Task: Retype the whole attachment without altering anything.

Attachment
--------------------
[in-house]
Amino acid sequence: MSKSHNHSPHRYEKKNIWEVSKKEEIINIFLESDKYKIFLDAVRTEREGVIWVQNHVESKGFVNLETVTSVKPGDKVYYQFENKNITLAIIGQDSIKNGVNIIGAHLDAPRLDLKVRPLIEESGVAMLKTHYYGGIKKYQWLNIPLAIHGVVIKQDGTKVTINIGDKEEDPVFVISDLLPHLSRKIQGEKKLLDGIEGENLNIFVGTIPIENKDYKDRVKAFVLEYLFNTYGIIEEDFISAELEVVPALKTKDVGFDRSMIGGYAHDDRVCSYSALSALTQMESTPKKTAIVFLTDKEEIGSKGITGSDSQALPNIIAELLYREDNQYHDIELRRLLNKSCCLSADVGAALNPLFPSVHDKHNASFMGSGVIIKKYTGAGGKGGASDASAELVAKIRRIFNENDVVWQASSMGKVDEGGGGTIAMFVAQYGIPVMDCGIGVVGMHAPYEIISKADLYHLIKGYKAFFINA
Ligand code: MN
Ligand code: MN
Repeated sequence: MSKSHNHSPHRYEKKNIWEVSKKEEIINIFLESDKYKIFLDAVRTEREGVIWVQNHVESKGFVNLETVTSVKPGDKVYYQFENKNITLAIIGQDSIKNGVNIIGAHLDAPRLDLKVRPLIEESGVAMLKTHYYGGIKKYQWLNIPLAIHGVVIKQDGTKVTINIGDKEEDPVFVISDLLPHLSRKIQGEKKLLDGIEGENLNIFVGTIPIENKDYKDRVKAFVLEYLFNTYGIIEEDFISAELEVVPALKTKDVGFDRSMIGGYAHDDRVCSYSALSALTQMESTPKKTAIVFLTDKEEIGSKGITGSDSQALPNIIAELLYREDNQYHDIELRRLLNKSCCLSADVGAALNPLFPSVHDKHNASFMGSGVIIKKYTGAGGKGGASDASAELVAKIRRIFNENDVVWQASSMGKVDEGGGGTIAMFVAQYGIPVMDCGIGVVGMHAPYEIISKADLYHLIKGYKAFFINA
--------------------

[in-house]
Amino acid sequence: MSKSHNHSPHRYEKKNIWEVSKKEEIINIFLESDKYKIFLDAVRTEREGVIWVQNHVESKGFVNLETVTSVKPGDKVYYQFENKNITLAIIGQDSIKNGVNIIGAHLDAPRLDLKVRPLIEESGVAMLKTHYYGGIKKYQWLNIPLAIHGVVIKQDGTKVTINIGDKEEDPVFVISDLLPHLSRKIQGEKKLLDGIEGENLNIFVGTIPIENKDYKDRVKAFVLEYLFNTYGIIEEDFISAELEVVPALKTKDVGFDRSMIGGYAHDDRVCSYSALSALTQMESTPKKTAIVFLTDKEEIGSKGITGSDSQALPNIIAELLYREDNQYHDIELRRLLNKSCCLSADVGAALNPLFPSVHDKHNASFMGSGVIIKKYTGAGGKGGASDASAELVAKIRRIFNENDVVWQASSMGKVDEGGGGTIAMFVAQYGIPVMDCGIGVVGMHAPYEIISKADLYHLIKGYKAFFINA
Ligand code: MN
Ligand code: MN
Repeated sequence: MSKSHNHSPHRYEKKNIWEVSKKEEIINIFLESDKYKIFLDAVRTEREGVIWVQNHVESKGFVNLETVTSVKPGDKVYYQFENKNITLAIIGQDSIKNGVNIIGAHLDAPRLDLKVRPLIEESGVAMLKTHYYGGIKKYQWLNIPLAIHGVVIKQDGTKVTINIGDKEEDPVFVISDLLPHLSRKIQGEKKLLDGIEGENLNIFVGTIPIENKDYKDRVKAFVLEYLFNTYGIIEEDFISAELEVVPALKTKDVGFDRSMIGGYAHDDRVCSYSALSALTQMESTPKKTAIVFLTDKEEIGSKGITGSDSQALPNIIAELLYREDNQYHDIELRRLLNKSCCLSADVGAALNPLFPSVHDKHNASFMGSGVIIKKYTGAGGKGGASDASAELVAKIRRIFNENDVVWQASSMGKVDEGGGGTIAMFVAQYGIPVMDCGIGVVGMHAPYEIISKADLYHLIKGYKAFFINA